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Making A CRM Platform Your Sales Team's Best Friend: The How-To CRMs bring sales success- if you know how to use them correctly.

By Peter Heredia

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I've always been tickled by the saying that "dogs don't like postmen." Now, this is not because there's anything funny about a postman being bitten in the seat of the pants by a dog (!), but because the claim is at odds with another widely held belief that a dog is "a man's best friend." How can both ideas be true?!

After many years of working with salespeople and customer relationship management (CRM) software, I've come to see the relationship between the two to be a lot like the conflicted relationship between dogs and postmen. Salespeople tend to see CRMs as "the enemy," usually because of a string of past disappointing experiences. But, actually, a CRM can be "the best friend" a salesperson could ask for. Indeed, CRMs bring sales success- if you know how to use them correctly.

However, few of us who have a CRM could say that it is working the way we expected. Nevertheless, most of us have fooled ourselves into thinking (after spending an uncomfortable amount of money on licences and implementation) that we're getting the value we were looking for. After months of forcing their sales team to use the CRM, often leaders will say, "At least we're capturing the visits." Or: "At least we now have some kind of pipeline."

If your company has already invested in a CRM, think back to that wonderful day when the reseller presented how it was going to take your business to the next level. Recall the incredible reports and amazing statistics that flashed up on the screen. Is that honestly where you are today? Or perhaps you haven't yet plunked down the money for a CRM, and you're having doubts about doing so. You're just not sure if the reality will live up to the hype.

Related: Sales Excellence In Five Steps

At this point, perhaps it's worth taking a closer look at all of the players in this process. Let's start with the resellers. Sometimes called "agents," the resellers are the vendor's middlemen who sell you the CRM. The thing to understand about resellers is that, ironically, most of them are not really salespeople at all. That's right: the majority of resellers have little to no understanding of the sales process, and they can't relate to the challenges that salespeople face.

What about CRM vendors? Many claim to provide customer relationship management tools, but often, they expect resellers to tailor these features to clients' sales strategies. Vendors keep adding technical functions to CRMs without realizing that many are inaccessible or irrelevant to customers, often due to technical barriers and lack of reseller support.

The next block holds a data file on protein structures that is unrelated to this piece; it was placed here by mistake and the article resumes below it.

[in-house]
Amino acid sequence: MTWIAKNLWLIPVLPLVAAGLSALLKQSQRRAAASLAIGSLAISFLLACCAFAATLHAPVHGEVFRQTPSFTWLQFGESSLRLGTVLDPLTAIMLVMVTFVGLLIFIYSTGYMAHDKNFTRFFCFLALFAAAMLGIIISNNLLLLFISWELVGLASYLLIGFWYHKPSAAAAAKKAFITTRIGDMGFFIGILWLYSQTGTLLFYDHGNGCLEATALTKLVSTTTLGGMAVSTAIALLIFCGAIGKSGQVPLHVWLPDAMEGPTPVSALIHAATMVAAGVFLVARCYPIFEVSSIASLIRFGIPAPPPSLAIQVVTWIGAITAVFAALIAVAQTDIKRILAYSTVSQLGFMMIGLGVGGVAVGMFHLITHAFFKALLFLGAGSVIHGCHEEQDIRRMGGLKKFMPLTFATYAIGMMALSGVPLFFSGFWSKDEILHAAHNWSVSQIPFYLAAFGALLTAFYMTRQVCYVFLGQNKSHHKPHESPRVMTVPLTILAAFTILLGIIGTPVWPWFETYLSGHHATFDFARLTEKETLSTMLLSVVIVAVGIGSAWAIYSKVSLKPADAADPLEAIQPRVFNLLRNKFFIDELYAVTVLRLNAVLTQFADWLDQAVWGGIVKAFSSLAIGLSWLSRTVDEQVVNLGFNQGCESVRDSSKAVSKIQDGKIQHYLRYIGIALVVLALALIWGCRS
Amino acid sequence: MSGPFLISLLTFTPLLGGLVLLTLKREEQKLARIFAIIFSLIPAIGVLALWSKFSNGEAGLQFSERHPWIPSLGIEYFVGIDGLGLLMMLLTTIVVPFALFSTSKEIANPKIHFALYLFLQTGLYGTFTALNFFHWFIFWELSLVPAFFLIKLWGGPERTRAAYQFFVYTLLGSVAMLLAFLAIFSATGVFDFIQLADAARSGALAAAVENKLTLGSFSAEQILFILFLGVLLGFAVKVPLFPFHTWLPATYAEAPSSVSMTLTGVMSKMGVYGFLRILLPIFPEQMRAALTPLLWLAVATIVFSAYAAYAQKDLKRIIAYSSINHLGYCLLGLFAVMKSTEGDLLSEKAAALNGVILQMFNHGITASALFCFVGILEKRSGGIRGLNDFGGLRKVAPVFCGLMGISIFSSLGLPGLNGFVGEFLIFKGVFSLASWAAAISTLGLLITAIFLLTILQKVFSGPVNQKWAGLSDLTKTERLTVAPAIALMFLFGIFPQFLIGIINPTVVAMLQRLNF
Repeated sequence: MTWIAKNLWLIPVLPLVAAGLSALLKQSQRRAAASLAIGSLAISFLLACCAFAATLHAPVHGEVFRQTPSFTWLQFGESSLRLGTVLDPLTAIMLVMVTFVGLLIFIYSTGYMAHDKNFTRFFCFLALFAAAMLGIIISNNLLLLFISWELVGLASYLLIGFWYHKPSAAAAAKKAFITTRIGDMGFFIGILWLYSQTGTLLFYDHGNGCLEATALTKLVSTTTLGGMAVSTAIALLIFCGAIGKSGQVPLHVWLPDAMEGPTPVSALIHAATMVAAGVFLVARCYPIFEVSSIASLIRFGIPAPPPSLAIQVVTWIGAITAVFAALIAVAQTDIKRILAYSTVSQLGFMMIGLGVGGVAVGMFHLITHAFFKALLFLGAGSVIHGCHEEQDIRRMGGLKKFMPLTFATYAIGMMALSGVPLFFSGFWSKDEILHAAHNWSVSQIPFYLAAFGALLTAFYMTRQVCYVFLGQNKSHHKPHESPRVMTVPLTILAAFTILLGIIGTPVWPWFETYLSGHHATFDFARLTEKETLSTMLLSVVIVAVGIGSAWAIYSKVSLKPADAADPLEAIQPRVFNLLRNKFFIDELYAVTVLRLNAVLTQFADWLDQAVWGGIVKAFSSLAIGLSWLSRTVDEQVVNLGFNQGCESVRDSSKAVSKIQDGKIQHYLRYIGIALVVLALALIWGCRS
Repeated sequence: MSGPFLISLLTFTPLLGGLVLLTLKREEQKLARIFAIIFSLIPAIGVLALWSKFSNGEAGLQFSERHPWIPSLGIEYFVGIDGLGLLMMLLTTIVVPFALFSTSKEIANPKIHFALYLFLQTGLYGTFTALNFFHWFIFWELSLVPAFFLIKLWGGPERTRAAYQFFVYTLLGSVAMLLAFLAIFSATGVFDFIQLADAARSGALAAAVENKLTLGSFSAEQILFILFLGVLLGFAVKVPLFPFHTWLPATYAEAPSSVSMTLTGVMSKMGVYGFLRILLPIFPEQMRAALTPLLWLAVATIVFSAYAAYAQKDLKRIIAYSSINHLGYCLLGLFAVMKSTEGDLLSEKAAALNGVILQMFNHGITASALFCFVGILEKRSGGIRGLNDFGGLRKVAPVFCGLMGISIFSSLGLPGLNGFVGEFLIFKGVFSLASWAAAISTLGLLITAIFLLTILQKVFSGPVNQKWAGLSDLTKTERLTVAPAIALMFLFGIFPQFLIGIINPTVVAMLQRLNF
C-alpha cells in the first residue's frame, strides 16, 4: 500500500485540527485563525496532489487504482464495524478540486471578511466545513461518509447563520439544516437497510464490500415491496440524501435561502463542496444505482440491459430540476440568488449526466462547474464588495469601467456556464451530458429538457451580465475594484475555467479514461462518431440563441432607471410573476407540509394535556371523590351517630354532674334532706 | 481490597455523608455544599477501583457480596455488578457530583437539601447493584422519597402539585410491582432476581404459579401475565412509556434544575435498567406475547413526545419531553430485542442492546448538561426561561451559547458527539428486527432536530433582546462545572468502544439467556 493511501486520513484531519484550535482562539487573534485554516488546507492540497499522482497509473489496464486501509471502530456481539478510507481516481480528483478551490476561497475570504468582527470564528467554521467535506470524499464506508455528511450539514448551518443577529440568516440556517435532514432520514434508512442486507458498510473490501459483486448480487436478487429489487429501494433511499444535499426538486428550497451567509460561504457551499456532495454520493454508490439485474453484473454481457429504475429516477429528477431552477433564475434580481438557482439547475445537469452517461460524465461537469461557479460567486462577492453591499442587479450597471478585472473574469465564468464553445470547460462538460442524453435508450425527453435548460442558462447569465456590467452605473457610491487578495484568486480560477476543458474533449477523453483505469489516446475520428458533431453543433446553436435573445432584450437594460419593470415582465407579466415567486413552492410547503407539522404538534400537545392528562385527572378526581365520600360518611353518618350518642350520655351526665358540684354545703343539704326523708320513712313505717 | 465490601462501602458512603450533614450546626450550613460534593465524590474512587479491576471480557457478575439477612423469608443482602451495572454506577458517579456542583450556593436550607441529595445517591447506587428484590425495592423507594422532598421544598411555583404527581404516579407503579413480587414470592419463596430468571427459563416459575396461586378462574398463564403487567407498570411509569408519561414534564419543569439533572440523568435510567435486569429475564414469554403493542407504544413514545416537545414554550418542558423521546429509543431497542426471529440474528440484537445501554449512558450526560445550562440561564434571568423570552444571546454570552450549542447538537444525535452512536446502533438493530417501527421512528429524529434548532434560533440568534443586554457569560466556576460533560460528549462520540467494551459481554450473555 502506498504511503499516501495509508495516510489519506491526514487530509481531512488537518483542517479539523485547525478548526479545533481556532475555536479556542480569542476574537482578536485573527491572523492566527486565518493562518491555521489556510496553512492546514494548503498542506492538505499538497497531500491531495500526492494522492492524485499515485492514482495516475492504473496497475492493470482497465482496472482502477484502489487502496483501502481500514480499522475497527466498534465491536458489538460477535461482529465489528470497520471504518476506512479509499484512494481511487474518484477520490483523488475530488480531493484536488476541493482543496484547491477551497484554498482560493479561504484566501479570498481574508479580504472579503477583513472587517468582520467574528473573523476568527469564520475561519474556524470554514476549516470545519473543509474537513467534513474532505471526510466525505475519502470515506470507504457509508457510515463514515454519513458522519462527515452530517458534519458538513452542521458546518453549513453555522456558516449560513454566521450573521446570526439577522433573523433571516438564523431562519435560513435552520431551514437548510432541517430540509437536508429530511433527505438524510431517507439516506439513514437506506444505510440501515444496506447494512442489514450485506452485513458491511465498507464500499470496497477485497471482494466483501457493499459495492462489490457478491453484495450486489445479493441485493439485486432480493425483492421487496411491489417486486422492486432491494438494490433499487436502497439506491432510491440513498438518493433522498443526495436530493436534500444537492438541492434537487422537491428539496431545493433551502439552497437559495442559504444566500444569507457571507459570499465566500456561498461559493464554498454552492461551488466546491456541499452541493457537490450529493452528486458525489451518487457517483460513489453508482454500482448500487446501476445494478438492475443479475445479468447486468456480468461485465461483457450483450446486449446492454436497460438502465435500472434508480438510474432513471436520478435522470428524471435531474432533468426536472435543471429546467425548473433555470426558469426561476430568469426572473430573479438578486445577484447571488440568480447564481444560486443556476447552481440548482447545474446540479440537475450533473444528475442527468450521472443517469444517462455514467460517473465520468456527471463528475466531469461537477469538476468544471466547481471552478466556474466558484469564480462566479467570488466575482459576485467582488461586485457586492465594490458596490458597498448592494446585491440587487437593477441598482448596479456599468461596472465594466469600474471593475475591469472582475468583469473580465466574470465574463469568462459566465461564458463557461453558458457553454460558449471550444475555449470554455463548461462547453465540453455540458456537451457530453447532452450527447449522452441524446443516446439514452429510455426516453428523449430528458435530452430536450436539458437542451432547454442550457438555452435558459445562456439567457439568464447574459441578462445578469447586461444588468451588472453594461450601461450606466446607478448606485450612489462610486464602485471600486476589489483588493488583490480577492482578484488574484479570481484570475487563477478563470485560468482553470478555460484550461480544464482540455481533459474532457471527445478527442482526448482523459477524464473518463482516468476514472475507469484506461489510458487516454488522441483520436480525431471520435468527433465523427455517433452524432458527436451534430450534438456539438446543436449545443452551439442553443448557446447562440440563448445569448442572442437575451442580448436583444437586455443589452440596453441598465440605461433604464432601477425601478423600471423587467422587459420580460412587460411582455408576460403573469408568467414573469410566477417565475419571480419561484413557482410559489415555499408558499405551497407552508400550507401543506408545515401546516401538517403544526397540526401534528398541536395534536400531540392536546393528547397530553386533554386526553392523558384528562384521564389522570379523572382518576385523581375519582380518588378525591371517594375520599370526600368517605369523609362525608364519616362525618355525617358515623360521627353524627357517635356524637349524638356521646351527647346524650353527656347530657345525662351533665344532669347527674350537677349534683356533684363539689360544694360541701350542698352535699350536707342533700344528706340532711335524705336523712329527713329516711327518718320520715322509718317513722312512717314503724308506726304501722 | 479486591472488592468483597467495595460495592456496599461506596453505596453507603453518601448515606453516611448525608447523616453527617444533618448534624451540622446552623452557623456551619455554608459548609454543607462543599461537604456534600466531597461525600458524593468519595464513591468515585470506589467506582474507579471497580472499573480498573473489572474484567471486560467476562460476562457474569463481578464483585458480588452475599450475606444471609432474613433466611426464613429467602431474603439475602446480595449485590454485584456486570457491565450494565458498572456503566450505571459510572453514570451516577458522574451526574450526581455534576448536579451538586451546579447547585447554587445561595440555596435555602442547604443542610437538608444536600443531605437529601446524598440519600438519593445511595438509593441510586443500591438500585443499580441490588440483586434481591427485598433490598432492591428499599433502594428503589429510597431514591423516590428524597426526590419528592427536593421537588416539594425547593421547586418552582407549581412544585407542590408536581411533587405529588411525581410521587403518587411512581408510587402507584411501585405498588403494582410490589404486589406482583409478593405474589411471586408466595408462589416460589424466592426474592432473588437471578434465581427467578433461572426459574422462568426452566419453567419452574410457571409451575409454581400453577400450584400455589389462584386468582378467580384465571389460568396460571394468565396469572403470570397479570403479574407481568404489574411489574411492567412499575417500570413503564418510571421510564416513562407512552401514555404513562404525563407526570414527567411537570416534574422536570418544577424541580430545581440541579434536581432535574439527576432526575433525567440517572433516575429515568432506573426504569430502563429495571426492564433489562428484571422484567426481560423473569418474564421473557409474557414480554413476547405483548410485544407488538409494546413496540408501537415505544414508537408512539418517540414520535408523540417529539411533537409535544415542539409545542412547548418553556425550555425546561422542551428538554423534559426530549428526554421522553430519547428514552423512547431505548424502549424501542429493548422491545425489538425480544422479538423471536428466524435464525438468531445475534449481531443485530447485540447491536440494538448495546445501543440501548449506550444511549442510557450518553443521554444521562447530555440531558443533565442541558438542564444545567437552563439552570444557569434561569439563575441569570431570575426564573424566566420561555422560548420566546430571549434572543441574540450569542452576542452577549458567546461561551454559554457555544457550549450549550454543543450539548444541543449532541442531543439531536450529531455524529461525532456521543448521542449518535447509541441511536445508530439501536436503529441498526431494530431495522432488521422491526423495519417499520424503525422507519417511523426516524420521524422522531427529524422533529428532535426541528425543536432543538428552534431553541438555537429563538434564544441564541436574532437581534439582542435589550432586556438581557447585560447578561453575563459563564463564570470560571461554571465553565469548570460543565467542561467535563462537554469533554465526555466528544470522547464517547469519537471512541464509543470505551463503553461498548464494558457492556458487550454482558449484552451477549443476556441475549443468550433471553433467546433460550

The other key players in all this are the corporate executives. When a company reaches a certain growth point, corporate usually decides to embrace a CRM. However, the reasons they do so are often misguided. In my experience, here are the most common:

  • To keep track of their salespeople.
  • To control customer information, which is seen as the company's property.
  • To fulfil the expectation that every company gets a CRM when they get this big.
  • To demonstrate that the company is innovative.

Notice what's missing: the CRM is there to help the salespeople perform better. I'm sure many leaders will say this is the reason they bought a CRM, but I'm not sure they're being fully honest with themselves. Maybe the thought crossed their mind, but it probably wasn't the driver.

So, what is the answer? Can we make the CRM a salesperson's best friend? After many years working with CRMs and salespeople, here are the steps required, whether you are purchasing a CRM for the first time, or you are looking at relaunching what you have:

  • Only the sales team will increase revenue results. Start by running a workshop with them, outlining the key activities they need to complete daily.
  • Once these activities have been agreed upon, work out what visibility is required, and then what data needs to be captured to gain this visibility.
  • Based on these findings, select a CRM vendor as well as a reseller for implementation. While most CRM systems offer the basics, it's crucial to prioritize a reseller's ability to integrate it seamlessly into your business, and collaborate effectively with your sales team.
  • Once selected, provide them with the blueprint you were looking for and ensure they create an interactive dashboard with the outcomes. Your goal should be that 95% of daily CRM usage is one click away from the dashboard.
  • Once activities have been decided, ask the team to set activity targets for the dashboard so that they can identify any daily development areas.
  • Conduct training around entering live data entry- don't get a reseller to show you how everything works!
  • Once everything is set up, live and breathe the CRM. Every morning, take a quick look at recent updates, and give anybody a nice, polite call if they haven't entered data. Ensure you have at least a weekly catch-up to ask each salesperson what their thoughts are on their current performance.

Make it a point to follow through on the aforementioned steps- and you might soon see the CRM become your sales team's best friend.

Related: As An Entrepreneur, Selling Is Something You Should Celebrate- Not Delegate

Peter Heredia is the Managing Director of Maxsale Solutions. Peter has been in the UAE developing sales teams for the last 25 years. One of his areas of expertise is delivering sales-led programs to maximize revenue by optimizing the return on investment of CRMs through workshops, consultancy, and creating interactive dashboards.

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